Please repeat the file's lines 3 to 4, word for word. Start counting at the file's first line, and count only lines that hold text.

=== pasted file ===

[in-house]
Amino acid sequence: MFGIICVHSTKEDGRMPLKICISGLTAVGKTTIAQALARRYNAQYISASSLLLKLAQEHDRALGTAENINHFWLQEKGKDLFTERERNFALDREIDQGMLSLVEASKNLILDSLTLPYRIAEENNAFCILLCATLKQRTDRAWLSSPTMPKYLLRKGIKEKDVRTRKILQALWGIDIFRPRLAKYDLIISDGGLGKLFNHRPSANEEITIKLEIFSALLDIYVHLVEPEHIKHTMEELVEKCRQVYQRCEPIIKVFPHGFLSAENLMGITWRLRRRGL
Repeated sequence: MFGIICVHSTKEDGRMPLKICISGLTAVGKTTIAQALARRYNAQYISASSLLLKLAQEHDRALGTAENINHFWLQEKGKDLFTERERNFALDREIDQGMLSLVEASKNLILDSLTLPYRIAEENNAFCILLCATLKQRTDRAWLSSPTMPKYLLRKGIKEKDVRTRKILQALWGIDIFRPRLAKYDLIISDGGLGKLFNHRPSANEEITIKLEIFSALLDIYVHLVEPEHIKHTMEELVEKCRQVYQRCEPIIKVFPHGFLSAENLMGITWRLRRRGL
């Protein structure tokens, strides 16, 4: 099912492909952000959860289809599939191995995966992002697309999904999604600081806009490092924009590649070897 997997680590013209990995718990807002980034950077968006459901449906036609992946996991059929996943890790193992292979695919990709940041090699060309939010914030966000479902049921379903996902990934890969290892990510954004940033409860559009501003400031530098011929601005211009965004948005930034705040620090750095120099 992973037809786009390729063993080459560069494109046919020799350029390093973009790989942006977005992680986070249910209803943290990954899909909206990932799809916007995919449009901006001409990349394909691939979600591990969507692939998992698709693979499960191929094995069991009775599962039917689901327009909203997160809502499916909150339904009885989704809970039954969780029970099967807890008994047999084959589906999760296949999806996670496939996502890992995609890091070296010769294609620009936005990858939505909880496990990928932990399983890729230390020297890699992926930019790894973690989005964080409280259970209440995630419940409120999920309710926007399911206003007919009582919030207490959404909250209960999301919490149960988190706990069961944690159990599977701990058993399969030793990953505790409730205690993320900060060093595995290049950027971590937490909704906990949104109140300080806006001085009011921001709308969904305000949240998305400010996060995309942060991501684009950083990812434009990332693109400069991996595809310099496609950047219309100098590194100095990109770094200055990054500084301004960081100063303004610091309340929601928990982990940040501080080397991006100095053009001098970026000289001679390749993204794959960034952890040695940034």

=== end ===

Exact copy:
Repeated sequence: MFGIICVHSTKEDGRMPLKICISGLTAVGKTTIAQALARRYNAQYISASSLLLKLAQEHDRALGTAENINHFWLQEKGKDLFTERERNFALDREIDQGMLSLVEASKNLILDSLTLPYRIAEENNAFCILLCATLKQRTDRAWLSSPTMPKYLLRKGIKEKDVRTRKILQALWGIDIFRPRLAKYDLIISDGGLGKLFNHRPSANEEITIKLEIFSALLDIYVHLVEPEHIKHTMEELVEKCRQVYQRCEPIIKVFPHGFLSAENLMGITWRLRRRGL
């Protein structure tokens, strides 16, 4: 099912492909952000959860289809599939191995995966992002697309999904999604600081806009490092924009590649070897 997997680590013209990995718990807002980034950077968006459901449906036609992946996991059929996943890790193992292979695919990709940041090699060309939010914030966000479902049921379903996902990934890969290892990510954004940033409860559009501003400031530098011929601005211009965004948005930034705040620090750095120099 992973037809786009390729063993080459560069494109046919020799350029390093973009790989942006977005992680986070249910209803943290990954899909909206990932799809916007995919449009901006001409990349394909691939979600591990969507692939998992698709693979499960191929094995069991009775599962039917689901327009909203997160809502499916909150339904009885989704809970039954969780029970099967807890008994047999084959589906999760296949999806996670496939996502890992995609890091070296010769294609620009936005990858939505909880496990990928932990399983890729230390020297890699992926930019790894973690989005964080409280259970209440995630419940409120999920309710926007399911206003007919009582919030207490959404909250209960999301919490149960988190706990069961944690159990599977701990058993399969030793990953505790409730205690993320900060060093595995290049950027971590937490909704906990949104109140300080806006001085009011921001709308969904305000949240998305400010996060995309942060991501684009950083990812434009990332693109400069991996595809310099496609950047219309100098590194100095990109770094200055990054500084301004960081100063303004610091309340929601928990982990940040501080080397991006100095053009001098970026000289001679390749993204794959960034952890040695940034």